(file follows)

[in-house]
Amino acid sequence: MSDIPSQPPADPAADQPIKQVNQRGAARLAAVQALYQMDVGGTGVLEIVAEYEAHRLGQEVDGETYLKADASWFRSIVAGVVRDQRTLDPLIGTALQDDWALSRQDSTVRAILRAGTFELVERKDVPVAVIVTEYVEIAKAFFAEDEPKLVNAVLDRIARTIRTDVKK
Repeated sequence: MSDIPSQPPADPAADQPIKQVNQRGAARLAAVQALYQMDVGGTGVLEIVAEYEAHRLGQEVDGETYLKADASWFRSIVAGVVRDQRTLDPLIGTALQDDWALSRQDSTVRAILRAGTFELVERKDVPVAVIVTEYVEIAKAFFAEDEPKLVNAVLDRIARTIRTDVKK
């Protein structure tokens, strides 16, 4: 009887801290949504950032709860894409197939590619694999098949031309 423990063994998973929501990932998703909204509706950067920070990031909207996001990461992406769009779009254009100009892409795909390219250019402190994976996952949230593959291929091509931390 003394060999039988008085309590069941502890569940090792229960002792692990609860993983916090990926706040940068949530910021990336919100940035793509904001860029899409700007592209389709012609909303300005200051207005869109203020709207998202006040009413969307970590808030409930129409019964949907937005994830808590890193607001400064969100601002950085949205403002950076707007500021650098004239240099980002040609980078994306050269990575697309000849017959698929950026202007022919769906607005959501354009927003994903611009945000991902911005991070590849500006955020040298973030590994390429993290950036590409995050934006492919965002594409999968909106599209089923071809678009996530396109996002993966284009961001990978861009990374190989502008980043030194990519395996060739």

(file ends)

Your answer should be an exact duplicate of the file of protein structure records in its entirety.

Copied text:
[in-house]
Amino acid sequence: MSDIPSQPPADPAADQPIKQVNQRGAARLAAVQALYQMDVGGTGVLEIVAEYEAHRLGQEVDGETYLKADASWFRSIVAGVVRDQRTLDPLIGTALQDDWALSRQDSTVRAILRAGTFELVERKDVPVAVIVTEYVEIAKAFFAEDEPKLVNAVLDRIARTIRTDVKK
Repeated sequence: MSDIPSQPPADPAADQPIKQVNQRGAARLAAVQALYQMDVGGTGVLEIVAEYEAHRLGQEVDGETYLKADASWFRSIVAGVVRDQRTLDPLIGTALQDDWALSRQDSTVRAILRAGTFELVERKDVPVAVIVTEYVEIAKAFFAEDEPKLVNAVLDRIARTIRTDVKK
């Protein structure tokens, strides 16, 4: 009887801290949504950032709860894409197939590619694999098949031309 423990063994998973929501990932998703909204509706950067920070990031909207996001990461992406769009779009254009100009892409795909390219250019402190994976996952949230593959291929091509931390 003394060999039988008085309590069941502890569940090792229960002792692990609860993983916090990926706040940068949530910021990336919100940035793509904001860029899409700007592209389709012609909303300005200051207005869109203020709207998202006040009413969307970590808030409930129409019964949907937005994830808590890193607001400064969100601002950085949205403002950076707007500021650098004239240099980002040609980078994306050269990575697309000849017959698929950026202007022919769906607005959501354009927003994903611009945000991902911005991070590849500006955020040298973030590994390429993290950036590409995050934006492919965002594409999968909106599209089923071809678009996530396109996002993966284009961001990978861009990374190989502008980043030194990519395996060739």